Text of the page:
All oppression has an ideological aspect that is fundamental to it. However, everything begins when the Other is situated as not-being; and, while reducing him or her to servitude, the oppressor still pretends to give him or her the ‘gift’ of civilization—being.3

Neoliberalism unambiguously denies the humanity of the oppressed as Other, what Francis Fukuyama has called the other’s “strange thoughts.”4 It does so today in the name of democracy and human rights: Imperialism’s postmodern version, so-called humanitarian imperialism,5 or simply empire, if one can interpret “the right of humanitarian intervention” as the network laid down by imperial biopower in the age of globalization.6 Its fetishized power is threatened. Because of this, it denies a particular people’s right to life, that is, a culturally specific, socially conditioned, historically conquered life, on the one hand, while on the other, it affirms human life in its abstract generality. When it descends from the abstract to the concrete, however, imperialism contradicts itself performatively. It has to kill; killing is part of its logic: For instance, the enlightened British imperials killing Punjabis in the 1919 Amritsar Massacre stopping only when they had run out of ammunition.7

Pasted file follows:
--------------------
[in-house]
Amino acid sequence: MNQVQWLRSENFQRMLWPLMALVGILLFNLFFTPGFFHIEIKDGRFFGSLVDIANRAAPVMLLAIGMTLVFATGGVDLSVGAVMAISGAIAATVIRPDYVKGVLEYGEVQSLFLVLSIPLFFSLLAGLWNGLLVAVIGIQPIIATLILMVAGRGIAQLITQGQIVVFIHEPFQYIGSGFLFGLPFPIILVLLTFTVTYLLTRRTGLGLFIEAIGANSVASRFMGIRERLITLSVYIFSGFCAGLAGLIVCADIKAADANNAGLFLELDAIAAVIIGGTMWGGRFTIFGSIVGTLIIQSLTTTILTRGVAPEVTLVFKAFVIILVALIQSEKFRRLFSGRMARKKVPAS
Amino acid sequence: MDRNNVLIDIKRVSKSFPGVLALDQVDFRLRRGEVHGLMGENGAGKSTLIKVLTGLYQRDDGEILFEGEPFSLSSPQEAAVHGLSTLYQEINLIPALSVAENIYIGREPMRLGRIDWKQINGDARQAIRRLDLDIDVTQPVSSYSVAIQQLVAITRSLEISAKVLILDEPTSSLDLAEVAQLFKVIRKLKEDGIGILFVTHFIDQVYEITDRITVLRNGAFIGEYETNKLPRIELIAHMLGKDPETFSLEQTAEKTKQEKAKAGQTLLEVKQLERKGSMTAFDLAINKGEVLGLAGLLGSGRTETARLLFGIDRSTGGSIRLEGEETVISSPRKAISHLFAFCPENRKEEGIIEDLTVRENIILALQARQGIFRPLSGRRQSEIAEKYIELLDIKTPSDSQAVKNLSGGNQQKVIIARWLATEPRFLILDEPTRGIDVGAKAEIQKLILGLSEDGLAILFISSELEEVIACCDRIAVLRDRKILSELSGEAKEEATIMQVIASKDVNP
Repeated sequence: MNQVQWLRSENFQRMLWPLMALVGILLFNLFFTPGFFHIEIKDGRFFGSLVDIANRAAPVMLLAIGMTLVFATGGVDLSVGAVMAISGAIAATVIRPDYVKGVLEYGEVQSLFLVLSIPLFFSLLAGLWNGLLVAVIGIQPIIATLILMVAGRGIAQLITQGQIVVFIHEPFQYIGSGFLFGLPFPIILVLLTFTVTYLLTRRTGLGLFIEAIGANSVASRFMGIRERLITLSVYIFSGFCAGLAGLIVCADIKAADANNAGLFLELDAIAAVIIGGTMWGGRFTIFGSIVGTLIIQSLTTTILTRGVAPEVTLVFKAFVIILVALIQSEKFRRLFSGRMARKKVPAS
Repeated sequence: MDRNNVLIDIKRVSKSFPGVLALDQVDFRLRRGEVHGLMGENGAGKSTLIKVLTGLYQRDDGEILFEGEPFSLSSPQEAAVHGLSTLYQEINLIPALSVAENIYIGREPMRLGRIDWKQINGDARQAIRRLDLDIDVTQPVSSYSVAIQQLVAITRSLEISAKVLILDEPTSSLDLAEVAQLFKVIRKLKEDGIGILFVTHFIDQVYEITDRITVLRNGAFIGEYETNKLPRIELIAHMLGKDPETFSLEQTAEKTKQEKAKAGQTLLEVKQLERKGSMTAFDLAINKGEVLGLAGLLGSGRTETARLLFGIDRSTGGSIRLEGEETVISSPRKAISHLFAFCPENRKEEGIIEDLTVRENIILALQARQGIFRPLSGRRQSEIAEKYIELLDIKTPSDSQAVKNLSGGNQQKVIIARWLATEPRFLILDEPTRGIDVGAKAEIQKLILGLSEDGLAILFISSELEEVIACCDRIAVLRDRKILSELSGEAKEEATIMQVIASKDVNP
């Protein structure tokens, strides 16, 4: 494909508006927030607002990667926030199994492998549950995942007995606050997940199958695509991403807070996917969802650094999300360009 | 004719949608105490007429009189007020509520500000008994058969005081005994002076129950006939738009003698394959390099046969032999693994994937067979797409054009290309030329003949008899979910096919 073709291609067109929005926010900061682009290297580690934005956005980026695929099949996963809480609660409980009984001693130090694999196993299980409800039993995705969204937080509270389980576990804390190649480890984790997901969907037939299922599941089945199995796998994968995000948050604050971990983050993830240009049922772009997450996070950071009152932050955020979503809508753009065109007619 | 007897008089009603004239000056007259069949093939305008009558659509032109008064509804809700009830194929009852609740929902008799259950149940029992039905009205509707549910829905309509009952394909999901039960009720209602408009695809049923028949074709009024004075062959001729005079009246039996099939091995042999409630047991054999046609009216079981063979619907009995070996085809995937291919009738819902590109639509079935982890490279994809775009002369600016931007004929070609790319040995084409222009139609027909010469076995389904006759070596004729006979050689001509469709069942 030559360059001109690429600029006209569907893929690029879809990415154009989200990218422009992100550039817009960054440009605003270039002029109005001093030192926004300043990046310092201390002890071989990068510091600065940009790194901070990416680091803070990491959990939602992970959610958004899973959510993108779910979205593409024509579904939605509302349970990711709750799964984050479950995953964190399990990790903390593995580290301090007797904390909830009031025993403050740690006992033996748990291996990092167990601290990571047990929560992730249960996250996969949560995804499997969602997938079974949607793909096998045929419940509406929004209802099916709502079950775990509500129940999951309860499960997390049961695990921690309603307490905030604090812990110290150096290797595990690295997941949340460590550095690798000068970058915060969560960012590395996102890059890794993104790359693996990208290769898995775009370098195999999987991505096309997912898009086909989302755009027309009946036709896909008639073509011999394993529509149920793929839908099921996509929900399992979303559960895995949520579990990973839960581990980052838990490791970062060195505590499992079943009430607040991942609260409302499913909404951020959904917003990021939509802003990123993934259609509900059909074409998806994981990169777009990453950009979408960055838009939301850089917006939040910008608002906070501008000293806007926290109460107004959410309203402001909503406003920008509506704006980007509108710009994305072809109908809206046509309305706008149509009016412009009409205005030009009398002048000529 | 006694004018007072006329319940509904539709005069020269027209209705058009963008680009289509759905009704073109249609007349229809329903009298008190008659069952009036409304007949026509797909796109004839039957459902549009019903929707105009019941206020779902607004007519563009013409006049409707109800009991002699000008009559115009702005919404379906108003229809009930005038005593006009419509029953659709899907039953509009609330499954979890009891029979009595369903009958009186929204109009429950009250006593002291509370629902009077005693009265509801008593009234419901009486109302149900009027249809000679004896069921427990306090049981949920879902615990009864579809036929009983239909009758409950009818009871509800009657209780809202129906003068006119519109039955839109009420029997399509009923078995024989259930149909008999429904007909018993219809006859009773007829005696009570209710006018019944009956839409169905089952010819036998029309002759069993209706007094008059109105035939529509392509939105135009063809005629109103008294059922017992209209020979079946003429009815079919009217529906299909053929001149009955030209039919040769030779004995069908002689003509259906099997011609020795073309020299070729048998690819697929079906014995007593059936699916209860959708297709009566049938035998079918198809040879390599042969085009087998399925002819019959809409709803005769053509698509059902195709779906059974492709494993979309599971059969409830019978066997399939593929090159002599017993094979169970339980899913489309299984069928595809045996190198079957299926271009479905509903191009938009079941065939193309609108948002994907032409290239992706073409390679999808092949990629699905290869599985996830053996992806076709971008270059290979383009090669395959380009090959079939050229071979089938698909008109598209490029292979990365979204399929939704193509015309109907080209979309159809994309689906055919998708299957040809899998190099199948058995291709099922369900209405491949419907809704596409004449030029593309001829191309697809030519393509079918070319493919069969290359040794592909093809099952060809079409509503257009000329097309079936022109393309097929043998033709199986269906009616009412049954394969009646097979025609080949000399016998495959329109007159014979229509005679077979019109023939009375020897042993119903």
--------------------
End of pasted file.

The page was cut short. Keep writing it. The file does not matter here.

Francis Fukuyama’s interpretation of Hegel’s struggle for recognition, mediated by Nietzsche’s will-to-power and Plato’s theory of the tripartite soul, is significant in this regard. His neoliberal model resolves the master-slave dialectic by giving the right of sameness in spiritedness (isothymia) to the slave and of greatness (megalothymia) to the master. The master-slave hierarchy is not eliminated; the master’s path is not denied; it is simply sublimated into presumably dangerous and/or unique forms of asserting superiority over others.8 What is striking is that the sameness in spiritedness for the masses is the only universality to which the formerly oppressed may aspire. Their difference and distinctness is denied, in many cases as a characteristic of their culture: One of Fukuyama’s examples is the so-called culture of poverty among African Americans; his concluding metaphor at the end of the book is that of the American Indian attacking pioneers going west in a geographical and, I suspect, a cultural sense as well. With these two images, of the Black who is poor because of his or her culture and of the Indian who threatens the pioneer’s travel to the posthistorical West, Fukuyama manages to encompass two significant elements of the historical Other in the self-image of eurocentric United States: Slavery and the frontier.9